The first answer for food insecurity: data sovereignty

Interview by Brian Oaster: “For two years now, the COVID-19 pandemic has exacerbated almost every structural inequity in Indian Country. Food insecurity is high on that list.

Like other inequities, it’s an intergenerational product of dispossession and congressional underfunding — nothing new for Native communities. What is new, however, is the ability of Native organizations and sovereign nations to collectively study and understand the needs of the many communities facing the issue. The age of data sovereignty has (finally) arrived.

To that end, the Native American Agriculture Fund (NAAF) partnered with the Indigenous Food and Agricultural Initiative (INAI) and the Food Research and Action Center (FRAC) to produce a special report, Reimagining Hunger Responses in Times of Crisis, which was released in January.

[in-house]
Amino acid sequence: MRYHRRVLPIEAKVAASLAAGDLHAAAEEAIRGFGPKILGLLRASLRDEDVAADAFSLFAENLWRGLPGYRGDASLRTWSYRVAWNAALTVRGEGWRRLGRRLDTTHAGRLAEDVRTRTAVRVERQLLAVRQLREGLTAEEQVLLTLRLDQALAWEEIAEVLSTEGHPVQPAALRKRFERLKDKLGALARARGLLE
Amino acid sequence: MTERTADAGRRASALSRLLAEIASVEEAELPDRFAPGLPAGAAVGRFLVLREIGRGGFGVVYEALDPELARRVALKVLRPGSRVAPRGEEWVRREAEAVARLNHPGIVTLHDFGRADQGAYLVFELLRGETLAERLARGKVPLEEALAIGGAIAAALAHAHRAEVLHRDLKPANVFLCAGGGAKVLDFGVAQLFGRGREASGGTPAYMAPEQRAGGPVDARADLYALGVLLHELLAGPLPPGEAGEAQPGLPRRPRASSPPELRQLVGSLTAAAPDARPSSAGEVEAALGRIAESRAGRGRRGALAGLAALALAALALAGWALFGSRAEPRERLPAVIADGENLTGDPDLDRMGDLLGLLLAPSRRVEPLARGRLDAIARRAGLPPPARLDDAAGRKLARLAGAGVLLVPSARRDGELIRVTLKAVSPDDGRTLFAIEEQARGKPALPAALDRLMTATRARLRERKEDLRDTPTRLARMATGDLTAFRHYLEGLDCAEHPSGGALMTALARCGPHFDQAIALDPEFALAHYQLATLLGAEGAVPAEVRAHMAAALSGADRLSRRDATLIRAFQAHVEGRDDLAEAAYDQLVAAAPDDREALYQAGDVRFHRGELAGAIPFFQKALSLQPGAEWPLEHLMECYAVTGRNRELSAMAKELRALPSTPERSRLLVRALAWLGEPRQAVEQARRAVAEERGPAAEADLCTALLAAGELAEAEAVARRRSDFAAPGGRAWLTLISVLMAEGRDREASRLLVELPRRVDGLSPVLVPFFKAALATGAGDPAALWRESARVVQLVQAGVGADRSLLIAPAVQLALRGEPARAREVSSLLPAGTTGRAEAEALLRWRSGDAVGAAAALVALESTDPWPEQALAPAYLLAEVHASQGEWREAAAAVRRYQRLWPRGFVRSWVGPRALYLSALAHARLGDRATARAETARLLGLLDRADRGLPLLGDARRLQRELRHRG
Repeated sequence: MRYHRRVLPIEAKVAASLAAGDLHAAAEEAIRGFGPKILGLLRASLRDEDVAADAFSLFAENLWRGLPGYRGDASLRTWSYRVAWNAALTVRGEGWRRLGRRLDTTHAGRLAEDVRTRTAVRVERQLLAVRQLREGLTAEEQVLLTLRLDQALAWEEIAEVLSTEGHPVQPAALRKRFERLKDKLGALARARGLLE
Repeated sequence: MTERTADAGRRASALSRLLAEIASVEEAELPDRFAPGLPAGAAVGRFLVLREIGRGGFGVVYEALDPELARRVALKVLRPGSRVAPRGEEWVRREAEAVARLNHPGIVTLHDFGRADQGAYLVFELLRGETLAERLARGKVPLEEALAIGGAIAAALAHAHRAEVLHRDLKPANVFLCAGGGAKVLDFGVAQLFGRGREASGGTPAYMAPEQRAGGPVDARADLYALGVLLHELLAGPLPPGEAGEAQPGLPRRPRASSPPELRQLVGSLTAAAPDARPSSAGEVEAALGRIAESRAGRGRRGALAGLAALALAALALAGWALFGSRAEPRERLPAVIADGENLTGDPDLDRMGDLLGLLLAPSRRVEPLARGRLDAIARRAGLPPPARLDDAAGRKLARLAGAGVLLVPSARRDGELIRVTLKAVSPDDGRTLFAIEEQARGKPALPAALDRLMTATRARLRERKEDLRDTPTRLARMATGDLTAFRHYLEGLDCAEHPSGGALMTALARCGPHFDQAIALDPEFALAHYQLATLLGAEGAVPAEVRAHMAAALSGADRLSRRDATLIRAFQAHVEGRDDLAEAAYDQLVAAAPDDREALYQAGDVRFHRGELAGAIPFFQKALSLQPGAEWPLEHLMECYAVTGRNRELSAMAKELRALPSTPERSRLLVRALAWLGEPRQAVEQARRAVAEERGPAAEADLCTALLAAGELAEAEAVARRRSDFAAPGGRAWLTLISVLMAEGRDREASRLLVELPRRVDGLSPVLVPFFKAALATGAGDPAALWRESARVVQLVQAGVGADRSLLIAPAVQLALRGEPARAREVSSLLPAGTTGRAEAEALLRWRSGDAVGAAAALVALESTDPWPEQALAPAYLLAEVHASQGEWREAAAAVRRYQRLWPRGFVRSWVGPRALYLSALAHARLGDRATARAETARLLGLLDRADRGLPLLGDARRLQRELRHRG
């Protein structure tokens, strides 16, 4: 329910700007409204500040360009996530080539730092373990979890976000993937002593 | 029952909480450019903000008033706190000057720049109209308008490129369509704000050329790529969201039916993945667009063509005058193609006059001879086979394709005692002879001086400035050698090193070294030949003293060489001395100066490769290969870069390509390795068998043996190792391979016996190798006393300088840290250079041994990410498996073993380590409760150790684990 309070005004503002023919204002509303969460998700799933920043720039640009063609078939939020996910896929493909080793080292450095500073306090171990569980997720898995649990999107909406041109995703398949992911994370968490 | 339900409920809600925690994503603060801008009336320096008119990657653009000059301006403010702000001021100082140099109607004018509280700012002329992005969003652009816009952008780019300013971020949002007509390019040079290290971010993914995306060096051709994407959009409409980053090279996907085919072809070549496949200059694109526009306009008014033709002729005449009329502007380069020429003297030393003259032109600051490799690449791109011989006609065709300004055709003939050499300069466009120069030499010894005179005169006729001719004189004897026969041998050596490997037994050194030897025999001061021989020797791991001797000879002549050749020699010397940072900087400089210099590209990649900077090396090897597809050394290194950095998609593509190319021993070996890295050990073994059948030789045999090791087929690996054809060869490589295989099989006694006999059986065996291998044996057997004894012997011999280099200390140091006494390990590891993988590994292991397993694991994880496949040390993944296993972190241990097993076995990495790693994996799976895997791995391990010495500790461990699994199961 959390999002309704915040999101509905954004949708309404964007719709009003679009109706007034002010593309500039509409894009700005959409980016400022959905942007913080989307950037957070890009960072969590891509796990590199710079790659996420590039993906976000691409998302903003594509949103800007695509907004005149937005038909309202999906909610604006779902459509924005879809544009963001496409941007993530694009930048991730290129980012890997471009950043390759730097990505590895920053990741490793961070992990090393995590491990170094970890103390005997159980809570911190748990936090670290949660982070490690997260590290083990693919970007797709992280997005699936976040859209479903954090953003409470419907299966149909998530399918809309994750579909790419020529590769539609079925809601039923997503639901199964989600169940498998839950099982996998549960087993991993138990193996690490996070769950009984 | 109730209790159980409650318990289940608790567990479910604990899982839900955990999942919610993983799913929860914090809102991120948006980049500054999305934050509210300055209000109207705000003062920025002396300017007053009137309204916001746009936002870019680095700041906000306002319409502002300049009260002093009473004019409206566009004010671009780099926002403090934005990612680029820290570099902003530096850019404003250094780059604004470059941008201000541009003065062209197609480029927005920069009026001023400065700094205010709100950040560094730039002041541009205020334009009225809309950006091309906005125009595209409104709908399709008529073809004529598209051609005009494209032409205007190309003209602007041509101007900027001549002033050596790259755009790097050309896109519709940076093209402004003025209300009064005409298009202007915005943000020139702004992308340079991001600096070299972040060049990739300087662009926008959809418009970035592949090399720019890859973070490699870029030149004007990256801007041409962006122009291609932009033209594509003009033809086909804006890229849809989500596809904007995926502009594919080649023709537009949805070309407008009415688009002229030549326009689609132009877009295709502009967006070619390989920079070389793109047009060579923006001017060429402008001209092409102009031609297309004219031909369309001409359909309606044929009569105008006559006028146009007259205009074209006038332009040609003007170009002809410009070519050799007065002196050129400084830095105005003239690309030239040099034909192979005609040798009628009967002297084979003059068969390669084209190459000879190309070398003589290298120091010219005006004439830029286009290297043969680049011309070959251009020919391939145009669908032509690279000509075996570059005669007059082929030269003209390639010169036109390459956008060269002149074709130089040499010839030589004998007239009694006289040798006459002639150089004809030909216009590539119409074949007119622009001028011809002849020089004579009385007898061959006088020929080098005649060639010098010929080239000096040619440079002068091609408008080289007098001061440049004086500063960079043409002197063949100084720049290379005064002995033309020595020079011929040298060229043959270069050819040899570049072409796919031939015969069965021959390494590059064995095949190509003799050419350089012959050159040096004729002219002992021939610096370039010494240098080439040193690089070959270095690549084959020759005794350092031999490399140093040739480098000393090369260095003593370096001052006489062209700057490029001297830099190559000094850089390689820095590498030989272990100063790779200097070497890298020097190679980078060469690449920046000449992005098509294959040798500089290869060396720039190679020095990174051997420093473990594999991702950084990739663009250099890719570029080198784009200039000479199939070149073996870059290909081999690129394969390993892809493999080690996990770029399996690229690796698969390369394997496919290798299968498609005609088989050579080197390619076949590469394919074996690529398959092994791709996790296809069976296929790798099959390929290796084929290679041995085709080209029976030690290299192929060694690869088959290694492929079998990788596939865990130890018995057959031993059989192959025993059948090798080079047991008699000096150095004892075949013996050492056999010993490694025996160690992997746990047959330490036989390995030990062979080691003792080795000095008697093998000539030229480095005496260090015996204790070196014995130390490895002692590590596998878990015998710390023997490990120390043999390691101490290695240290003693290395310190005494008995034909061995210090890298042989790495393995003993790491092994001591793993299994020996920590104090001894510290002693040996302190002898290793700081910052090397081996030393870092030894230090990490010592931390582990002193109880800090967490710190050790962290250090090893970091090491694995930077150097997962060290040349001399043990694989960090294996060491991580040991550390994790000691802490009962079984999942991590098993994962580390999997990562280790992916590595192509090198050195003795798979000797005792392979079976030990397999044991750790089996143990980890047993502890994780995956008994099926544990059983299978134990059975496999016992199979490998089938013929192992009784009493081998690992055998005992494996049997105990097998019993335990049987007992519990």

According to the report, 48% of the more than 500 Native respondents surveyed across the country agreed that “sometimes or often during the pandemic the food their household bought just didn’t last, and they didn’t have money to get more.” Food security and access were especially low among Natives with young children or elders at home, people in fair to poor health and those whose employment was disrupted by the pandemic. “Native households experience food insecurity at shockingly higher rates than the general public and white households,” the report noted.

It also detailed how, throughout the pandemic, Natives overwhelmingly turned to their tribal governments and communities — as opposed to state or federal programs — for help. State and federal programs, like the Supplement Nutrition Assistance Program, or SNAP, don’t always mesh with the needs of rural reservations. A benefits card is useless if there’s no food store in your community. In response, tribes and communities came together and worked to get their people fed.

Understanding how and why will help pave the way for legislation that empowers tribes to provide for their own people, by using federal funding to build local agricultural infrastructure, for instance, instead of relying on assistance programs that don’t always work. HCN spoke with the Native American Agriculture Fund’s CEO, Toni Stanger-McLaughlin (Colville), to find out more…(More)”.